Arizona is known for its stringent Driving Under the Influence (DUI) laws. While all fifty (50) states have some uniform laws such as the blood alcohol content (BAC) requirement being set at 0.08%, certain states may have more lax or flexible DUI laws. The question is how Arizona measures up in its DUI regulation in comparison.
The “zero tolerance” BAC
Arizona is one of the more strict states when it comes to zero tolerance laws. The zero tolerance BAC refers to the BAC level that will lead to a DUI charge when someone underage (i.e. under 21) is in actual physical control of a vehicle while intoxicated. This law makes it a criminal offense for an underage driver to even have a little alcohol in his or her system. The BAC level range is from 0.00 to 0.02% in every state.1 Arizona is one of seven states to have the more strict 0.00% zero tolerance policy; that is, there is zero tolerance for you driving a vehicle under age 21.2
Enhanced penalty BAC Levels
Most states have a heightened punishment for those who drive with a BAC at a between 0.10% and 0.20%.3 Arizona may not be as strict as New Jersey, which enhances penalties for those who drive with a 0.10% BAC, but it does enhance penalties for those who drive with a BAC of 0.15%.4 This is known as an extreme DUI and results in a $250.00 fine plus surcharges which add up fast, jail time, driver’s license revocation, a required ignition interlock device, the SR22 insurance requirement, up to five years of probation, and mandatory alcohol screening and education.5 Penalties only increase when your BAC is at a 0.20% or more in Arizona.6
Punishment for first DUI
Arizona considers a first time DUI to be a class 1 misdemeanor punishable by a $250.00 fine plus surcharges, a minimum of 10 consecutive days in jail, a driver’s license suspension, a mandatory ignition interlock device, up to five years of probation, mandatory alcohol screening, possible vehicle forfeiture, the SR22 insurance requirement, and 8 points assessed to your permanent driving record.7 In contrast, New York has steeper base fines of $500 to $1,000, a six month driver’s license revocation, up to one year in jail, and an ignition interlock device requirement and SR22 insurance for your first DUI with a BAC of 0.08%.8 Arizona, like other states, also offers hardship licenses after your first DUI charge.9 This is a restricted driving permit that can be given to you if your DUI did not result in serious physical injury, if you were not driving without insurance, and have not had your driving privilege suspended within the last 84 months of the date of your DUI. A.R.S. § 28-1385(G).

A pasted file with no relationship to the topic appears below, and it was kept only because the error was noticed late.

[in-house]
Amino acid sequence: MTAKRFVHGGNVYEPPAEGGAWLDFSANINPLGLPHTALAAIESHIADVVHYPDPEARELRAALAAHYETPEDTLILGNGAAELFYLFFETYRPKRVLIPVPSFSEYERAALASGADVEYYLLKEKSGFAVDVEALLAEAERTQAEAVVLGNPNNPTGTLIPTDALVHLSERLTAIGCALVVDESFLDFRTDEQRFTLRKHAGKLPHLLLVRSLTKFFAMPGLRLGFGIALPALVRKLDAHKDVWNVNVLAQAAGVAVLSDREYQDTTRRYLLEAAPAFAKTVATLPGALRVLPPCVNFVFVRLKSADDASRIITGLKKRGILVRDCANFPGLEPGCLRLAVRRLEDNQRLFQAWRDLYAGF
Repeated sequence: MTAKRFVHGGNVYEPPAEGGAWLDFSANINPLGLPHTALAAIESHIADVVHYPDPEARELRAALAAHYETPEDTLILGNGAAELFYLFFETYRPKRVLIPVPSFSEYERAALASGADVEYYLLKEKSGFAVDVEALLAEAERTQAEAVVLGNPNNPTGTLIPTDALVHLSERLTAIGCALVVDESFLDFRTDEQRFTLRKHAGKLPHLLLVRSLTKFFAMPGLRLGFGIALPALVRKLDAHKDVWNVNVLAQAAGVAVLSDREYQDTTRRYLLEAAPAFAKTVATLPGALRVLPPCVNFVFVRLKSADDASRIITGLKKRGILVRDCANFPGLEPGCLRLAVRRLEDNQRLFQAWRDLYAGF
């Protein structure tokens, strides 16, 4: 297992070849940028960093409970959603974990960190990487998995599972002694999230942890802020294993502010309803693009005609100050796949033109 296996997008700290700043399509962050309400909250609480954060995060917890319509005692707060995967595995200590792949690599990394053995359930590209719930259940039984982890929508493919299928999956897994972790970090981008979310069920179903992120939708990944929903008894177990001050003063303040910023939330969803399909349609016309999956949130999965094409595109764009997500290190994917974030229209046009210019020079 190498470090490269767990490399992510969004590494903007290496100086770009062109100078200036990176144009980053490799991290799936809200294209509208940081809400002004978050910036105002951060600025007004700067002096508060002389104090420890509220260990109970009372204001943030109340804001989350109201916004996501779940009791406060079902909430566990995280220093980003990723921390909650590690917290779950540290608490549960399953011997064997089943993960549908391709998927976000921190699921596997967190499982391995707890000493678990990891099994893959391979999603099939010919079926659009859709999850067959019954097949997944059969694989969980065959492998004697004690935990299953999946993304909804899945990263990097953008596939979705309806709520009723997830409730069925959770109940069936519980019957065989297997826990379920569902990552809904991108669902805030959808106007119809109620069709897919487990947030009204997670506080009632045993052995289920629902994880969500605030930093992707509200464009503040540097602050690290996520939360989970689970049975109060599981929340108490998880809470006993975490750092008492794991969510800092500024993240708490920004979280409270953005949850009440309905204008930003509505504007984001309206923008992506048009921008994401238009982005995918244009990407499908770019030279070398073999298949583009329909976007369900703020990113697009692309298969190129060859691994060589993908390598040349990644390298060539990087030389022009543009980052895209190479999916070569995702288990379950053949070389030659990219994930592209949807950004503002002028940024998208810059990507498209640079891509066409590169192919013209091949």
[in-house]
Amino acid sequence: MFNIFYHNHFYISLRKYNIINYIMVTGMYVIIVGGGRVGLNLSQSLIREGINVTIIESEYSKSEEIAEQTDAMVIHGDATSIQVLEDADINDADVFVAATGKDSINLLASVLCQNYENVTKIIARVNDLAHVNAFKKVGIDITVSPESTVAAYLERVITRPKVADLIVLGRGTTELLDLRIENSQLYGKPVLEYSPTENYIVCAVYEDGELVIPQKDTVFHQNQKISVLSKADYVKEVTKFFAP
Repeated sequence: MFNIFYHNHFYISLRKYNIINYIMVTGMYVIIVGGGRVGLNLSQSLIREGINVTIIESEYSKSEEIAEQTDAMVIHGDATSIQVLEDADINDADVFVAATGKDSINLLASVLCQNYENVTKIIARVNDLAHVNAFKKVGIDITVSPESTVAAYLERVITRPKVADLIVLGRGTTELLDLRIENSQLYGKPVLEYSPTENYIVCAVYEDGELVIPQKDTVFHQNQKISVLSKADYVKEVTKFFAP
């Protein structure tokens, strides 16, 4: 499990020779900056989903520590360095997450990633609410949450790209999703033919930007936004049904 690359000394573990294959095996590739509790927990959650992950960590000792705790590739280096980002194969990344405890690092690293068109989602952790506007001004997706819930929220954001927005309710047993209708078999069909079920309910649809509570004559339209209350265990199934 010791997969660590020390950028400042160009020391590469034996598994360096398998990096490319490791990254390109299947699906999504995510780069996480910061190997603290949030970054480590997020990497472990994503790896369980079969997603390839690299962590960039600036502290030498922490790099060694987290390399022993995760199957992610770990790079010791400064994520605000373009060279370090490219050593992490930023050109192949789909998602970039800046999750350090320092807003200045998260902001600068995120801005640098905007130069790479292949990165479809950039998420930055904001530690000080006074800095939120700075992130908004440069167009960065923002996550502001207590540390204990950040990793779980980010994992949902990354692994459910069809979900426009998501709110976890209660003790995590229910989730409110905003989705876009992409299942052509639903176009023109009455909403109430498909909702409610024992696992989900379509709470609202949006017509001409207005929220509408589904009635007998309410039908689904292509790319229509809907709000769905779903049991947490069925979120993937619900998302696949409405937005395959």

Commercial motor vehicle drivers
Arizona regulates commercial motor vehicle drivers more strictly, as do most states. Specifically, every state regulates commercial motor vehicle drivers and each has a different more strict BAC level that corresponds with a DUI charge. Arizona follows what most states do under the Federal Motor Carrier Safety Administration (FMCSA) recommendations, which is that a commercial motor vehicle driver can be charged with a DUI with a BAC of 0.04% or more. A.R.S. §28-1381. This holds those with a commercial license to a higher standard than those who hold a non-commercial license.
Classifications of a DUI
Arizona is a strict state, but it does not have lesser charges for driving while you have a BAC under 0.08% unless there are other conditions present. Not every state uses the same terminology or charges only one form of impaired driving. Arizona uses DUI as a classification for driving under the influence. However, Arizona does not recognize certain charges like Colorado or New York’s Driving While Ability Impaired (DWAI) charges.10 The DWAI charge is a lesser charge that makes it a crime to drive with a BAC between 0.05% and 0.08%. In Colorado, even being affected to the slightest degree so you are less able to drive than you ordinarily would have been able to is enough for a DWAI. C.R.S. §42-4-1301(g). In New York, the DWAI can land you with $300-500 in fines, up to 15 days in state penitentiary or county jail, and a 90 day license suspension. Certain states also use other terms only, such as Driving While Intoxicated (DWI).
Contact the experienced Phoenix DUI attorneys at Ariano & Reppucci for more information.
1 Comparing State DUI Laws, DUI.FINDLAW.COM, http://dui.findlaw.com/dui-laws-resources/comparing-state-dui-laws.html (last visited Jan. 5, 2015).
2 See id.
5 Arizona DUI Laws, DUI-USA.DRINKDRIVING.ORG, http://www.dui-usa.drinkdriving.org/Arizona_dui_drunkdriving_laws.php (last visited Jan. 5, 2015).
8 New York DWI Laws & Drunk Driving Penalties, DUI-USA.DRINKDRIVING.ORG, http://www.dui-usa.drinkdriving.org/New+York_dui_drunkdriving_laws.php (last visited Jan. 5, 2015).
9 Arizona, HARDSHIPDRIVERSLICENSE.COM, http://www.hardshipdriverslicense.com/arizona (last visited Jan. 7, 2015).
10 DUI/DWI Laws By State, DUIPROCESS.COM, http://www.duiprocess.com/duilaws.php (last visited Jan. 5, 2015).